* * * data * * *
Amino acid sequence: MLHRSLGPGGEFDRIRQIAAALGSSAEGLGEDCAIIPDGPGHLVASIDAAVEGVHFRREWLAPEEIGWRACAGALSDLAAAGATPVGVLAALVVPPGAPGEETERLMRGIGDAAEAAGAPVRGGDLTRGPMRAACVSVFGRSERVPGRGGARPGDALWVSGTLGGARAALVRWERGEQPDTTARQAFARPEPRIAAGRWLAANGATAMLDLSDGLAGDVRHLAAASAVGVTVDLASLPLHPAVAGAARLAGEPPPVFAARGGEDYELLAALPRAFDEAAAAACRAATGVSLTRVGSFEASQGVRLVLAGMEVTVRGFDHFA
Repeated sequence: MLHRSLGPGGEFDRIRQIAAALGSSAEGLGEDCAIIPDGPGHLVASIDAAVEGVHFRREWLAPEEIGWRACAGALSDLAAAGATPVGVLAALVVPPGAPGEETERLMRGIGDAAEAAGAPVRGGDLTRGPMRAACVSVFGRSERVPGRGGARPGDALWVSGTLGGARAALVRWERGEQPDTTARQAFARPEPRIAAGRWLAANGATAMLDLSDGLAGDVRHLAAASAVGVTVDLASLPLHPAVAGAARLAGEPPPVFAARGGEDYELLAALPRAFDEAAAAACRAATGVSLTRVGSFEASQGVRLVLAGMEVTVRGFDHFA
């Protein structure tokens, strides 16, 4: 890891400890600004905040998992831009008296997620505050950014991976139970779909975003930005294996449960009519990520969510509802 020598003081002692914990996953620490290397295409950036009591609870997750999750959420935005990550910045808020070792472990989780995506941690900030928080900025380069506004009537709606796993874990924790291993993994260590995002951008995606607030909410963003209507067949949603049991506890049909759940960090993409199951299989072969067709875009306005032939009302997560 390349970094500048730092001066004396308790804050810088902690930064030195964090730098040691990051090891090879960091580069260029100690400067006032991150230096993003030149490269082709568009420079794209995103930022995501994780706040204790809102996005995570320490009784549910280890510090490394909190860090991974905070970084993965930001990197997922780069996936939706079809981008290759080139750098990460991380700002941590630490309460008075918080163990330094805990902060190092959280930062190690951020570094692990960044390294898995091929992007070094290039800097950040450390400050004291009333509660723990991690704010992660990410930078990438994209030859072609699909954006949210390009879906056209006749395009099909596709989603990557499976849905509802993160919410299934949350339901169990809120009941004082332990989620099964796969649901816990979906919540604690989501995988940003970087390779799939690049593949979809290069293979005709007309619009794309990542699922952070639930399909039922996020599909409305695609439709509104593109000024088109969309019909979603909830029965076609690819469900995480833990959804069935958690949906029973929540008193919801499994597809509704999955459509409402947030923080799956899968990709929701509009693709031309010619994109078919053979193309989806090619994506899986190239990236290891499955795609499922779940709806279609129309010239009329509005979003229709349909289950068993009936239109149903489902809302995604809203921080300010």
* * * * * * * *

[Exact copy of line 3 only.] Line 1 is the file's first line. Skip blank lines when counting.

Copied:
């Protein structure tokens, strides 16, 4: 890891400890600004905040998992831009008296997620505050950014991976139970779909975003930005294996449960009519990520969510509802 020598003081002692914990996953620490290397295409950036009591609870997750999750959420935005990550910045808020070792472990989780995506941690900030928080900025380069506004009537709606796993874990924790291993993994260590995002951008995606607030909410963003209507067949949603049991506890049909759940960090993409199951299989072969067709875009306005032939009302997560 390349970094500048730092001066004396308790804050810088902690930064030195964090730098040691990051090891090879960091580069260029100690400067006032991150230096993003030149490269082709568009420079794209995103930022995501994780706040204790809102996005995570320490009784549910280890510090490394909190860090991974905070970084993965930001990197997922780069996936939706079809981008290759080139750098990460991380700002941590630490309460008075918080163990330094805990902060190092959280930062190690951020570094692990960044390294898995091929992007070094290039800097950040450390400050004291009333509660723990991690704010992660990410930078990438994209030859072609699909954006949210390009879906056209006749395009099909596709989603990557499976849905509802993160919410299934949350339901169990809120009941004082332990989620099964796969649901816990979906919540604690989501995988940003970087390779799939690049593949979809290069293979005709007309619009794309990542699922952070639930399909039922996020599909409305695609439709509104593109000024088109969309019909979603909830029965076609690819469900995480833990959804069935958690949906029973929540008193919801499994597809509704999955459509409402947030923080799956899968990709929701509009693709031309010619994109078919053979193309989806090619994506899986190239990236290891499955795609499922779940709806279609129309010239009329509005979003229709349909289950068993009936239109149903489902809302995604809203921080300010």